It was an expensive business getting my apiaries back to life after this most devastating year in the history of American beekeeping, but now it is starting to pay off as the harvest has gotten underway. I’m bringing in supers beautifully filled with comb honey – all basswood, apparently, so far. And that, like so many things about beekeeping, is puzzling, because, though I searched the basswood trees when they were in bloom, I saw no bees on them.
Anyway, seeing this lovely comb honey piling up in my honey house greatly revives my spirits, and I have been wondering whether this might not be the time, not to be selling off your bees and equipment, but to be buying more. All the major newspapers and other media have covered extensively the recent drastic decline in beekeeping. Beekeepers are discouraged. Many seem to be getting out. I suggest it might be just the time to be getting in. It is a buyer’s market, and honey prices are soaring. Parasitic mites are here to stay, but solutions to this problem are in the making. I was talking to Dr. Roger Hoopingarner, an expert on these matters, recently, and he is confident that strains of bees increasingly resistant to Varroa are on the way, perhaps within a year or two. I feel, in any case, that the time has come for a brighter outlook to replace the widespread gloom of this past season.
I recently visited the apiary of Mr. David Laney, out in Indiana. Here is one of the ablest and most resourceful beekeepers to come along in a very long time. We strolled through his bee yard, no veils, peered into a few hives to note their progress, and here, it was obvious, was a beekeeper totally at home and at ease with his craft. His towering hives were filling with round-section comb honey. He had lost about half the colonies last Winter, but he got them all back into production with splits, and had obviously done everything exactly right. In addition to his skill at beekeeping, Mr. Laney, with the help of his son and daughter, has a vast honey distribution business, selling through stores as far flung as Michigan, Illinois and Tennessee. The strength of his business is the variety of very distinct nectar sources. Nothing is overheated or filtered.
I came away with one splendid idea, which I am eager to pass along. Mr. Laney makes his “grease patties,” if they can be called that, simply by dumping granulated sugar into a bucket and adding vegetable oil. The ratio is about three parts sugar to one part oil, by volume. Let it set overnight and you’ve got just what you want – a nice smooth mix. Or, if there is still some oil on top, you can add a little more sugar. Then you just take this bucket to the apiary and ladle portions onto the top bars in the brood chambers. I gave it a try when I got home, using canola oil, and it seems to be just the thing.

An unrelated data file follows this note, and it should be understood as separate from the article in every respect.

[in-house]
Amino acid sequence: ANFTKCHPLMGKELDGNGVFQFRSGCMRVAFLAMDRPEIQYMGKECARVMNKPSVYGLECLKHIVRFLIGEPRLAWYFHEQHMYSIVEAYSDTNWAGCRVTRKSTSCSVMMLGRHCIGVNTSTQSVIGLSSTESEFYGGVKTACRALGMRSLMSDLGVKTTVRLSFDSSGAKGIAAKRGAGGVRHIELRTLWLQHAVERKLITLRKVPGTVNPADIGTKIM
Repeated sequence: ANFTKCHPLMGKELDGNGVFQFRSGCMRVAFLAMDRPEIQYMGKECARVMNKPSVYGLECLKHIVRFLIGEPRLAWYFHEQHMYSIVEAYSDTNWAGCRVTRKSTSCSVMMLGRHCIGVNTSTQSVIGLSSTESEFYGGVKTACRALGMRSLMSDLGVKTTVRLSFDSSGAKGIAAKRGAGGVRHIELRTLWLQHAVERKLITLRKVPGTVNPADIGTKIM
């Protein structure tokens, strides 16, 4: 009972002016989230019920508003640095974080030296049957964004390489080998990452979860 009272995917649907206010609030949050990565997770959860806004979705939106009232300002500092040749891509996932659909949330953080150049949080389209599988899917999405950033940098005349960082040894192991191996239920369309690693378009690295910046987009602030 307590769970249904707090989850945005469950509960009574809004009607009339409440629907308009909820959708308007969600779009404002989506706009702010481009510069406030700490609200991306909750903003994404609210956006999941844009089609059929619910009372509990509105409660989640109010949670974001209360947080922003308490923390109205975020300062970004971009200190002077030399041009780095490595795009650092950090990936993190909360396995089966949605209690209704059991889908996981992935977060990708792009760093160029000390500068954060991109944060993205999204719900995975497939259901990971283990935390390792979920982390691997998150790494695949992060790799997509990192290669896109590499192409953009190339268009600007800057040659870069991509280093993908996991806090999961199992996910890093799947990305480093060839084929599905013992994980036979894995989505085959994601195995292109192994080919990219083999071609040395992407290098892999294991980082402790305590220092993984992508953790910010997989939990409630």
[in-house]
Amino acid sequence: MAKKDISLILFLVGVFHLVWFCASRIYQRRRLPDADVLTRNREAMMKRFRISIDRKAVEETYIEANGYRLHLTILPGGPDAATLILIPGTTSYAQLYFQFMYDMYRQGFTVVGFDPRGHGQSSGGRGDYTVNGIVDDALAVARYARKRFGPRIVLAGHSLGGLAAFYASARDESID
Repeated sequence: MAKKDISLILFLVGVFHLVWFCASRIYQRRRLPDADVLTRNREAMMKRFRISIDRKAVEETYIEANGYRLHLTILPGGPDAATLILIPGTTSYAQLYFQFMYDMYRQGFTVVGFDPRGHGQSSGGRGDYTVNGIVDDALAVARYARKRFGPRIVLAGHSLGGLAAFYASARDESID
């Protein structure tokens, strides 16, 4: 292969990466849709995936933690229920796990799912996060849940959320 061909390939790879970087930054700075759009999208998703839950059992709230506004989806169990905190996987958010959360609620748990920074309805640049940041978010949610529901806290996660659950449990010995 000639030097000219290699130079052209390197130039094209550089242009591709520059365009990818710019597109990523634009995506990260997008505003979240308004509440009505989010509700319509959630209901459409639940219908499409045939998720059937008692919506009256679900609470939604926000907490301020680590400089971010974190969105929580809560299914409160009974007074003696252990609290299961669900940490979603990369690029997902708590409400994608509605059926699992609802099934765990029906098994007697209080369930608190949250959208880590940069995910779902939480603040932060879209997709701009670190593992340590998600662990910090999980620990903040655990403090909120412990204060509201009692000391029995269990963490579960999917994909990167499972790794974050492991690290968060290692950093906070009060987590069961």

Beekeepers should have the Apistan strips in the hives by mid-August. Early September might be too late, but in any case, you should not put it off longer than that. Maybe in the more southern states you can wait a bit longer, but not up here. You’ve got to get the honey harvested first, of course, and don’t worry about not getting the Fall honey crop. Actually, the bees will put that Fall honey to better use than you can. If you get the mites under control, then the extra honey in the hives will not be wasted. The colonies will be all the stronger in the Spring because of it.
The rest of getting ready for Winter consists mainly of protecting the colonies from wind, moisture and mice. I keep mice out by fixing a wedge of quarter-inch hardware cloth in the entrances and, just as important, getting the hives up off the ground. Mice are much less likely to get into a hive if it is a foot or more above the ground. This also helps, come Spring, to keep the entrances unobstructed by weeds. The wedge of hardware cloth can be left in the entrance all Summer, as it does not hinder the bees. That works much better than closing the entrance with a cleat, having only a small entrance notched out, because this obstructs ventilation and easily becomes clogged, which can cause suffocation. You want ventilation through the hive to prevent moisture from building up. I make sure there is some sort of crack near the top of the hive so moisture can escape. Leaving the inner cover hole slightly open works pretty well for that. I use my stapler to fasten a scrap of tar paper loosely over the entrance to keep wind out. The bees easily find their way around the edges. Finally, I slip a scrap of wood or a stick under the bottom board, at the back, to give the hive a forward tilt. This is wonderfully effective in keeping the bottom clear of dead bees.
Should you leave the Apistan strips in all Winter? The approved rule is to get them out after 45-56 days, so that makes it simple. Follow the rules. The important thing is to get them down into the brood nest, where the bees are going to cluster, so they will be in constant contact. Otherwise, they will be totally ineffective.
Honey bees will be around for a long time, and so will good, dedicated beekeepers. We need only to know what to do, and when to do it, and then, do it.